"When a shower of rain falls, the highest portion of the mud-covered flat is usually too hard to receive any impressions; while that recently uncovered by the tide, near the water"s edge, is too soft. Between these areas aspace occurs almost as smooth and even as a looking-glass, on which every drop forms a cavity of circular or oval form. If the shower be transient these pits retain their shape permanently. being dried by the sun, and being then too firm to be effaced by the action of the succeeding tide, which deposits upon them a new layer of mud. Hence we find, on splitting open a slab an inch or more thick, on the upper surface of which the marks of recent rain occur, thatan inferior layer,deposited perhaps ten or fourteen tides previously, exhibits on its under surface perfect casts of rain-printswhich stand out in relief, the moulds of thesame being seen in the layer below."FOOT-PRINTS OF BIRDSON A SLAB OF STONE

After mentioning that a continuous shower of rain obliterates the more regular impressions, and produces merely a blistered surface, Sir Charles adds: -"On some of the specimens there are seen the windingtubular tracks of worms, which have been bored just beneath the surface. Sometimes the worms have dived, and then reappeared. Occasionally the same mud is traversed by thefoot-prints of birds, and of musk-rats, minks,dogs, sheep, andcats. The leaves also of elm, maple, and oak trees have beenscattered by the winds over the soft mud, and, having been buried under the deposits of succeeding tides, are found on dividing the layers. When the leaves themselves are removed, very faithful impressions, not only of their outline, but of their minutest veins, are left imprinted on the clay."We have here a perfect instance, in a modern deposit, of appearances which we notice in some of the most ancient rocks; and it is only by such minute studies of existing nature that we can hope to interpret those older appearances. In some very ancient rocks we have impressions of rain-marks quite similar to those which occur in the alluvial mud of the Bay of Fundy. In those old rocks, also, and especially in the coal formation, we find surfaces netted with sun-cracks precisely like those on the dried surfaces of the modern mud flats, and faithful casts of these taken by the beds next deposited.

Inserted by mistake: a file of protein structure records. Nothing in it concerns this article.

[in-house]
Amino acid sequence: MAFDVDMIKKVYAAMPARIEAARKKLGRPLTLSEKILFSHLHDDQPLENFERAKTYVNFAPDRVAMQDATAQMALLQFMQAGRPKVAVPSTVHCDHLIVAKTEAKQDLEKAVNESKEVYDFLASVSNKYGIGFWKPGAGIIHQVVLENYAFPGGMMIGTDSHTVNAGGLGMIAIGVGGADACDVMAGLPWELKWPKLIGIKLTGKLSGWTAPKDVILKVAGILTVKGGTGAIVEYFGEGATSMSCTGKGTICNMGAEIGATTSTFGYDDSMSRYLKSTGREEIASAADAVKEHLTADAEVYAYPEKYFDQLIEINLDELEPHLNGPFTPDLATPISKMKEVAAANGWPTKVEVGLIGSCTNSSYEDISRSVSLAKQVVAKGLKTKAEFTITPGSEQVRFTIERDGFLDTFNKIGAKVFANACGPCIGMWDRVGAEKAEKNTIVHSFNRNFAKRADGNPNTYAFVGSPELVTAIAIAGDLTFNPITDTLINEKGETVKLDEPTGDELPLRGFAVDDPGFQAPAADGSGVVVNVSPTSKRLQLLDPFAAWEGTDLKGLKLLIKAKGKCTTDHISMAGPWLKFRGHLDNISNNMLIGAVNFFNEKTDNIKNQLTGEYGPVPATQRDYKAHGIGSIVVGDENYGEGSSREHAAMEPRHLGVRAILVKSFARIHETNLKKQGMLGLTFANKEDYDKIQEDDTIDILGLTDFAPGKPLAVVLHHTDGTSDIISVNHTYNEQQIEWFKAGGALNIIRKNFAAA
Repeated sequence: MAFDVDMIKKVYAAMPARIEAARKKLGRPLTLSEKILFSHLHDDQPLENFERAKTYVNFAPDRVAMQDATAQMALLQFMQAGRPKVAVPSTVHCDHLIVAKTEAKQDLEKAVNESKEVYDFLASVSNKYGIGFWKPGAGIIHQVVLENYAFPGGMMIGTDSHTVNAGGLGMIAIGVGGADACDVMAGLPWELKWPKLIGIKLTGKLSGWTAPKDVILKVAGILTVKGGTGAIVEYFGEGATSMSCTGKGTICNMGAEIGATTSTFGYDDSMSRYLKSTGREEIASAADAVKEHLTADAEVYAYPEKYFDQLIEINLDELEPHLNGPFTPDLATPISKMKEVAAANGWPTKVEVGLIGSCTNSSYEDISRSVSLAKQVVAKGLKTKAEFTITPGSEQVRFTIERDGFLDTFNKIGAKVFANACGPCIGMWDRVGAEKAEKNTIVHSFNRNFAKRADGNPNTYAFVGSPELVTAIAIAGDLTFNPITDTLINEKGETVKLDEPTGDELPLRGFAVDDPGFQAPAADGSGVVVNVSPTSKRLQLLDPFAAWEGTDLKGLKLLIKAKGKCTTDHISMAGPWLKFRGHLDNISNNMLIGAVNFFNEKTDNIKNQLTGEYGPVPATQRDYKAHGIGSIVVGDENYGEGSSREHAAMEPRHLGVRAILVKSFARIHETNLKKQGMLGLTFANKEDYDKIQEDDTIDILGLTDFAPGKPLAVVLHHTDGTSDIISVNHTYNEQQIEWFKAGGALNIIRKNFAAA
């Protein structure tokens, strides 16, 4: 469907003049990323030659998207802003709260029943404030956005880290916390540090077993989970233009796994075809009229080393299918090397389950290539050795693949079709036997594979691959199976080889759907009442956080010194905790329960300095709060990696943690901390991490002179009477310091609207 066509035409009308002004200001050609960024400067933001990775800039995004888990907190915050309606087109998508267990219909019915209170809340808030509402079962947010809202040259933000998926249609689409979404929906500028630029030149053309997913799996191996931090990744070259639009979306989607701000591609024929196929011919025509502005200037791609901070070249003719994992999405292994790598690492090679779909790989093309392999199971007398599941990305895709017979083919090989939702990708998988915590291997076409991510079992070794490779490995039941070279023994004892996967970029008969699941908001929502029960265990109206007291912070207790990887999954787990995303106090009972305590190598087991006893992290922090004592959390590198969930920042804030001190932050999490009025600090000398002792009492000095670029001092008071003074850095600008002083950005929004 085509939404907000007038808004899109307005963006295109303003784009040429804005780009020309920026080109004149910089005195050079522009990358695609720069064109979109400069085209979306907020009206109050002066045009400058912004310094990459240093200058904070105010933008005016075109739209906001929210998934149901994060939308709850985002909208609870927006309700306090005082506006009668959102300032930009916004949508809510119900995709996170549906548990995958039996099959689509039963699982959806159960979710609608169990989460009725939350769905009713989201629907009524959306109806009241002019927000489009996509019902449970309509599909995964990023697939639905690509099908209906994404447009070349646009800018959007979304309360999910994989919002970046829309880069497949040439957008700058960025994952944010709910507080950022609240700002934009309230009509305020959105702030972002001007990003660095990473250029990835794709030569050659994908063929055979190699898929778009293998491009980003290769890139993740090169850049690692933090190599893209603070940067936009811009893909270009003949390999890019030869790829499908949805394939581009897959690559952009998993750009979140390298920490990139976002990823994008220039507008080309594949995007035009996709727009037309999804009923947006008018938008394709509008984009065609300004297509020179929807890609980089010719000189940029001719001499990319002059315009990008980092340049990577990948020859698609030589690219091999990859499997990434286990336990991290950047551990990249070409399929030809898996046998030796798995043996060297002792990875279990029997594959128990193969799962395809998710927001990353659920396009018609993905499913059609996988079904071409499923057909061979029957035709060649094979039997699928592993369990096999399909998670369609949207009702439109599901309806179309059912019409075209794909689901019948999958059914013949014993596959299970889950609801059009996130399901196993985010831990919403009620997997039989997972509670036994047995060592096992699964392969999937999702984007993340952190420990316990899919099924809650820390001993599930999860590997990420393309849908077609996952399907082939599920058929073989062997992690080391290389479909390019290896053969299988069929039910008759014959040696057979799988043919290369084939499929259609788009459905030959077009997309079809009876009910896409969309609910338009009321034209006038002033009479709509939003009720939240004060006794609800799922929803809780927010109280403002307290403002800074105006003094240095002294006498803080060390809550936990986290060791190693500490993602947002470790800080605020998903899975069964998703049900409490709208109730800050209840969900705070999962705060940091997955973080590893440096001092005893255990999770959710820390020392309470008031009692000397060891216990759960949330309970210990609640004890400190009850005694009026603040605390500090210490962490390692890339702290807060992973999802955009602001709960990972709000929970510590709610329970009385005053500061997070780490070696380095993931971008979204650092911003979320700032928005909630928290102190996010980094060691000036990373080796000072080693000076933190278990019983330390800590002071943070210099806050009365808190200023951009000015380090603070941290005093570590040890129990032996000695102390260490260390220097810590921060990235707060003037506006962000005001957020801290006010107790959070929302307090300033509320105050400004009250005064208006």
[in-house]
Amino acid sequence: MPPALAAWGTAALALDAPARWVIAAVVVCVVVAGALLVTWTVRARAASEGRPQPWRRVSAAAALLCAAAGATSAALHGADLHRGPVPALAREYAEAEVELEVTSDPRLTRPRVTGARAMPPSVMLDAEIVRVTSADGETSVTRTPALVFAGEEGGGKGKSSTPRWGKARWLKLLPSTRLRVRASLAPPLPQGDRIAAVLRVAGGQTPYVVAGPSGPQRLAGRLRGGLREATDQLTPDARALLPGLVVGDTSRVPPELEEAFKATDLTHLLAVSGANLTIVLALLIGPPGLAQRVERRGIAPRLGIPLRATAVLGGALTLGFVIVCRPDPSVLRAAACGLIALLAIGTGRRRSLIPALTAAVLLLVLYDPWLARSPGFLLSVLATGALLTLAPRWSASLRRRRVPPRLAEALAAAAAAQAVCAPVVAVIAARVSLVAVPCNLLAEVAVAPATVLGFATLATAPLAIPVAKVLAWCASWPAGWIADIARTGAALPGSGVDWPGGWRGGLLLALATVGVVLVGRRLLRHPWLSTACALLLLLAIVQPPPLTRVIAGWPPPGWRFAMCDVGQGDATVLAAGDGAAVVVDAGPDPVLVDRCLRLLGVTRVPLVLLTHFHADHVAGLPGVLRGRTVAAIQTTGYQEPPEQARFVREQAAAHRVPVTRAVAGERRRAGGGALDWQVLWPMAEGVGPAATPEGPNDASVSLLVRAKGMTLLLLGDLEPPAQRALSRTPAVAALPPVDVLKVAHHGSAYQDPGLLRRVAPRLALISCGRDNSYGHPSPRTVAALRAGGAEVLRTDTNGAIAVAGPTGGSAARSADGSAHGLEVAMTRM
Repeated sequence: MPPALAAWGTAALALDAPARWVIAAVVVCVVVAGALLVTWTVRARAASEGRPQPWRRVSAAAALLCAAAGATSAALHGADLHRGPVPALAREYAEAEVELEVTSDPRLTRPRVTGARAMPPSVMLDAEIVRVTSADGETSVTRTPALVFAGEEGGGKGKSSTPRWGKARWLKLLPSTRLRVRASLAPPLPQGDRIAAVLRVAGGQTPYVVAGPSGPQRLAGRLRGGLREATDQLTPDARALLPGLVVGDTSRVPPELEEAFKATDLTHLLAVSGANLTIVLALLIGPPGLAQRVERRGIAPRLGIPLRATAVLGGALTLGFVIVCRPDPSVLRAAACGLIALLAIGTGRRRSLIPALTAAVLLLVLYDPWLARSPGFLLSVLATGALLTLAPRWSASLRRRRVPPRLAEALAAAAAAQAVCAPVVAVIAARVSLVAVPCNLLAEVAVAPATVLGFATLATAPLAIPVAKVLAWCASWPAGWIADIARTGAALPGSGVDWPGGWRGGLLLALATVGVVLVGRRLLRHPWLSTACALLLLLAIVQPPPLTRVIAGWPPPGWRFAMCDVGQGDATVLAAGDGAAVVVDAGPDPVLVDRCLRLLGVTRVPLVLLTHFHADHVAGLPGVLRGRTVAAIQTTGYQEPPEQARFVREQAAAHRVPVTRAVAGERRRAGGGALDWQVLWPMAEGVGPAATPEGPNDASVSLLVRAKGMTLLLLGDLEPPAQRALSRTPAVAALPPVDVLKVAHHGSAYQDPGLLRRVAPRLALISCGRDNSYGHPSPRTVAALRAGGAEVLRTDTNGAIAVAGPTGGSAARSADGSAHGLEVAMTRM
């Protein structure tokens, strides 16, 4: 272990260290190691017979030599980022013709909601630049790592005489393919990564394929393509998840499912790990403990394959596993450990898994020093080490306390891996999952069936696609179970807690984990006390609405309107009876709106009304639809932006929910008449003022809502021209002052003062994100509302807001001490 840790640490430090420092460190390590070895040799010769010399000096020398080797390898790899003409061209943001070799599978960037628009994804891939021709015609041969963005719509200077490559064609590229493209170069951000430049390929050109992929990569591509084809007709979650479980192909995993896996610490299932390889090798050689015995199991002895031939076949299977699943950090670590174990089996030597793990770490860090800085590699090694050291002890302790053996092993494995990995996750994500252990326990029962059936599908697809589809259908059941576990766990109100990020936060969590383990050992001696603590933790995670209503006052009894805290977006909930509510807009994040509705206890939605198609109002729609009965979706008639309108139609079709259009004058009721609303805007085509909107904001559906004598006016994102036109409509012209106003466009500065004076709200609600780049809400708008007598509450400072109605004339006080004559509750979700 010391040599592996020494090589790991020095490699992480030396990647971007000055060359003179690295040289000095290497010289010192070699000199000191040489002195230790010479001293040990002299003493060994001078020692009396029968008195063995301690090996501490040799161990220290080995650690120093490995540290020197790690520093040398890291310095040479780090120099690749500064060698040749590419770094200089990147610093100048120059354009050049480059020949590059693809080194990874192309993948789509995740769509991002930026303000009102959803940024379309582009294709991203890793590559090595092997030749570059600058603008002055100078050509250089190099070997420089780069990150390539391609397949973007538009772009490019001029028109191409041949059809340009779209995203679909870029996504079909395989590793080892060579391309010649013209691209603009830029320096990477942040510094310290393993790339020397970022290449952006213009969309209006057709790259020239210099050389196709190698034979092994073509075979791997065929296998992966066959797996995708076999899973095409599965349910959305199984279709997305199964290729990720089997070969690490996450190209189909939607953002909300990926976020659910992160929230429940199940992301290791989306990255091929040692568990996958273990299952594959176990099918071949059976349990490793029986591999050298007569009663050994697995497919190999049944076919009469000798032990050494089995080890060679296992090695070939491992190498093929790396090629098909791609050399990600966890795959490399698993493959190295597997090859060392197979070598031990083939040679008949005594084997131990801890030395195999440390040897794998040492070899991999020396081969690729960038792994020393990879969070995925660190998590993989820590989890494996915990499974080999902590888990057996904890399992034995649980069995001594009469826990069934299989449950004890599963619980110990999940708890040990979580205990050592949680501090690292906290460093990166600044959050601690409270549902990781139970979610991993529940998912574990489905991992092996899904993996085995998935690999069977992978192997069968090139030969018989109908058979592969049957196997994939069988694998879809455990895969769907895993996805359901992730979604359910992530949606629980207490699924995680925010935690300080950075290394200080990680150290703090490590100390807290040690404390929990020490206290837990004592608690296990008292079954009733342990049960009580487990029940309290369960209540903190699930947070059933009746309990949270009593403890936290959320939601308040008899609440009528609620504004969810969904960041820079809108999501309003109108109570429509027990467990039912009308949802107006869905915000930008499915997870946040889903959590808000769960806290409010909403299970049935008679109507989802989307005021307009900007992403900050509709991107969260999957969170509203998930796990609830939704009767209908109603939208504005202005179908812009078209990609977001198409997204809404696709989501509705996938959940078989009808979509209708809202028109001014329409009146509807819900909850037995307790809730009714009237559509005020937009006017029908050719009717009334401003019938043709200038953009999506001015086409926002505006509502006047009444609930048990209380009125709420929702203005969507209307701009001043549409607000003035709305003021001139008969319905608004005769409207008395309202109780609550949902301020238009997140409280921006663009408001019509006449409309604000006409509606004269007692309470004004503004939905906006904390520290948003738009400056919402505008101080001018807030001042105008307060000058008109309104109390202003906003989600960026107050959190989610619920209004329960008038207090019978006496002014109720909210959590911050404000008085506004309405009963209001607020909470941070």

A striking geological fact connected with the marshes, is the presence beneath them of stumps of trees still rooted in the soil, and other indications which prove that much, if not the whole of this marine deposit, rests on what once was upland soil supporting forest trees; and that, by some change of level, these ancient forests had been submerged and buried under the tidal deposits.

- From DAWSON"S Acadian Geology

To what does the vertical rise of the tide in the Bay of Fundy amount? What appearance does the coast present at low-tide? What has the torrent of red water often in its front? What does the stranger feel as he sees its advance? For what does the sediment in the Bay of Fundy afford facilities? What do these appearances illustrate? Why is the sediment extremely fine? At what time are large areas of it exposed to the sun? What portion of it is best adapted for receiving impressions? Of what did Lyell find casts between the layers? Of what are these perfect instances? What is inferred from the presence of stumps of trees rooted in the soil?